There is not the chatting or gossiping during these activities. Here human voices are subsumed under the still breath of Nature, where the only sounds are of movements in sync with the earth and its bounty. Simply and gracefully, in Oneness. Everyone seems intensely absorbed with and into the labour at hand, fully attentive, fully open in the heart, it seems, and tuned into the grander scheme of Nature with no distraction, mind-full of each action. Thus each frame of the camera reveals a painting recalling Vermeer that, to some may feel sheer Zen. There is only rhythmic movement, in pace with nature’s physical potential. Everywhere in the fields, by the water, in courtyards or on rooftops one hears in the sun the sound of ploughing, thrashing, winnowing, and is overcome by the unmistakable feeling of cohesion and harmony in interactive symbiosis, free from negativity, doubt, fear, or discrimination. Is it like this everywhere in Nepal? Or only around Guru?

After eleven it begins to get hot, and thoughts run to cooling showers. A red dragonfly perches silently on a rock, the stream gurgles by as a few villagers have already gathered at the community spring beneath the giant banyan tree, and in nimble steps bring their tall metal water buckets or broad plastic laundry tubs for an hour or so of watering. Drawing from the three openings to this foursquare water system, they gather the day’s drinking water, wash the family’s clothes, or bathe oneself. This is done under the bright sun (also under the moon or starry skies), always fully clothed, where under public scrutiny the bather deploys various positions to facilitate the process. For in this somewhat cluttered water hole, not only fellow water-users, but other villagers, monks and oxen frequently pass by going to or coming up from the broad river below. Once, after a shampoo in the searing sun, I raised the nearly full bucket over my head and slowly, luxuriously doused my hair in a long, leisurely shower of spring water. Eyes closed, all sensations focused on the blessed sensation of hot skin slowly cooling in the ablution. After all the water had travelled down my whole person I opened my eyes — only to see two black water buffalo with glistening skin drinking at my feet, moving their giant heads slowly toward my toes. Oh, but this is soapy! I thought apologetically, just as a little boy came by with his stick and shooed them back onto the original path. Their huge black tender eyes under long curly lashes sent out waves of pure love, total patience, and incredible tolerance. Strangers to complaint and negativity they are! Deep bows to such noble teachers!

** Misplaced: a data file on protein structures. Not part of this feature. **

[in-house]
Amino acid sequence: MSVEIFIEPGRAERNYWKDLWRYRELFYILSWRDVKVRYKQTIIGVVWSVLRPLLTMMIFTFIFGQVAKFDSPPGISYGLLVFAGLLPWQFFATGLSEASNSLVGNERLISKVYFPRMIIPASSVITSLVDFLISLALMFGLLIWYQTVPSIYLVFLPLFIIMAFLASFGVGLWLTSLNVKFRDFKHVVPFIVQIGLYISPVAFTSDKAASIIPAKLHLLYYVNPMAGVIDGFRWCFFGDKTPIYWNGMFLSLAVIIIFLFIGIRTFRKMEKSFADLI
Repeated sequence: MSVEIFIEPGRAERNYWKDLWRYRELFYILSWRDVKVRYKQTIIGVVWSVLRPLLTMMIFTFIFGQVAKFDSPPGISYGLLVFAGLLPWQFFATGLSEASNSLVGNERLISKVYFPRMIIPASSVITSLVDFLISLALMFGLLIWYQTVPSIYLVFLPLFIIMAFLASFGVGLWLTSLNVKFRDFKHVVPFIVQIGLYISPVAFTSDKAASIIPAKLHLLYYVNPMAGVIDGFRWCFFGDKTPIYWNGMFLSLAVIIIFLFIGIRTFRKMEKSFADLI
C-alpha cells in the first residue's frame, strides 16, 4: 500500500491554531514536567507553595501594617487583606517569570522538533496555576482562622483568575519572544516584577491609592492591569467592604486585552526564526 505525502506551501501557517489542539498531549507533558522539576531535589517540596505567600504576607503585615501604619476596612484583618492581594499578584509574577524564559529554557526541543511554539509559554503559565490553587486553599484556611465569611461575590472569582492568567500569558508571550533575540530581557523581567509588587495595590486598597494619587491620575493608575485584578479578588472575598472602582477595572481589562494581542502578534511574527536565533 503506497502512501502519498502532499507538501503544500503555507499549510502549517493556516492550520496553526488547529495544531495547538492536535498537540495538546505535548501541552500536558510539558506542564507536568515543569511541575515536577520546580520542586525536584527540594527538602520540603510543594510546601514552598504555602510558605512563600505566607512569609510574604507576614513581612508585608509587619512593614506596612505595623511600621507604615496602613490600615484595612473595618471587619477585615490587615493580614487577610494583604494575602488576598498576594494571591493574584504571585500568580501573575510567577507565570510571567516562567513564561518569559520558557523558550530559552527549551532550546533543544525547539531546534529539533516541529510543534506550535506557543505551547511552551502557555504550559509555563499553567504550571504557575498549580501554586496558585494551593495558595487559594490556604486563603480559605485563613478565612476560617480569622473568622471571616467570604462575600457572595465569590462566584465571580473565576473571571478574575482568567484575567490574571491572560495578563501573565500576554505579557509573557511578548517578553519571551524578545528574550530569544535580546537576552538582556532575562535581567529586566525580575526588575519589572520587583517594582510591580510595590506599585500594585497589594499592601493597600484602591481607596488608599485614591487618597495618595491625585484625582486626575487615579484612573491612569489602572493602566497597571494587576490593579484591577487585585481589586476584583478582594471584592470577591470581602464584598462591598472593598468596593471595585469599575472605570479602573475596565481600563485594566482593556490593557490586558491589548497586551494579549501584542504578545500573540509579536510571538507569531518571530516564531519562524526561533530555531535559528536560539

What turned out for these parts to be an earth-shaking event took place yesterday. At first a deep whirring sound began to be faintly heard in the air. Soon a child shouted, and with increasing shrillness the word “Helicopter!” was heard as he rushed helter-skelter toward the field beneath Guru’s hill now readied for landing: bare brown earth with a huge white circle in the middle marking the spot. I was on the rooftop a few hundred meters away, watching villagers young and old racing on foot or biking toward the commotion as the helicopter, at last visible in real form, made its approach and ever so slowly its descent. The excitement far exceeded the birth, earlier in the day, of the young shopkeeper’s very first baby. The visitors from the sky were a group of Thai devotees flying in straight from Bangkok to visit Guru, and afterward flew away in the same way.

This morning, riding on the back of a motorcycle to town on the dusty, bumpy roads we crossed the huge rivers now dry after the monsoons have stopped and made it to town in about 15 minutes, a huge contrast to taking the local public transport. The latter involves fording the river on foot and waiting for the rickety bus that also took goats and chickens along with huge grain sacks and oil containers all blocking the passage way, and passengers obligingly climbed onto the rooftop to cramp along with the goats, and enjoying the breezy ride to town that takes altogether what seems two hours one way! In this enormous river bed there are many areas softly raised with clumps of tall pampas grass that are constantly dancing in the cool gusts whilst in their sway, different intensities of golden white light bounce off the tassels, dazzling the eye. One is overcome by an unspeakable awe, drenched from head to foot with blessing.

In the evening Dawa arrived from his long trekking trip up the Himalayas, bringing with him our long-awaited sister from France, a huge joy for friends and admirers.

For here, in Guru’s Maitriland, everything is a blessing. The heat, the cold, the bumps, the dust, the stones underfoot, each and every thing manifests a distinct individuality whilst part of our Oneness. As a sangha-member had observed, the boundaries between oneself and the air, between the air and the trees, between trees and huts, sky, clouds…. actually don’t exist, and when we are sufficiently (re)collected, and fully absorbed in the reality of universal oneness, we can actually see all these things merging, one into the other.

For myself, beginner in such things metaphysical, I do feel myself melting happily and completely into Maitri and the Love and Compassion that Guru so magnificently embodies! In the same way one can feel Guru melting into each and every one of us, so we may merge into Maitri, one transparent, brilliant, palpable awareness that is total, self-losing Love.

Sarva Maitri Mangalam Astu Tathastu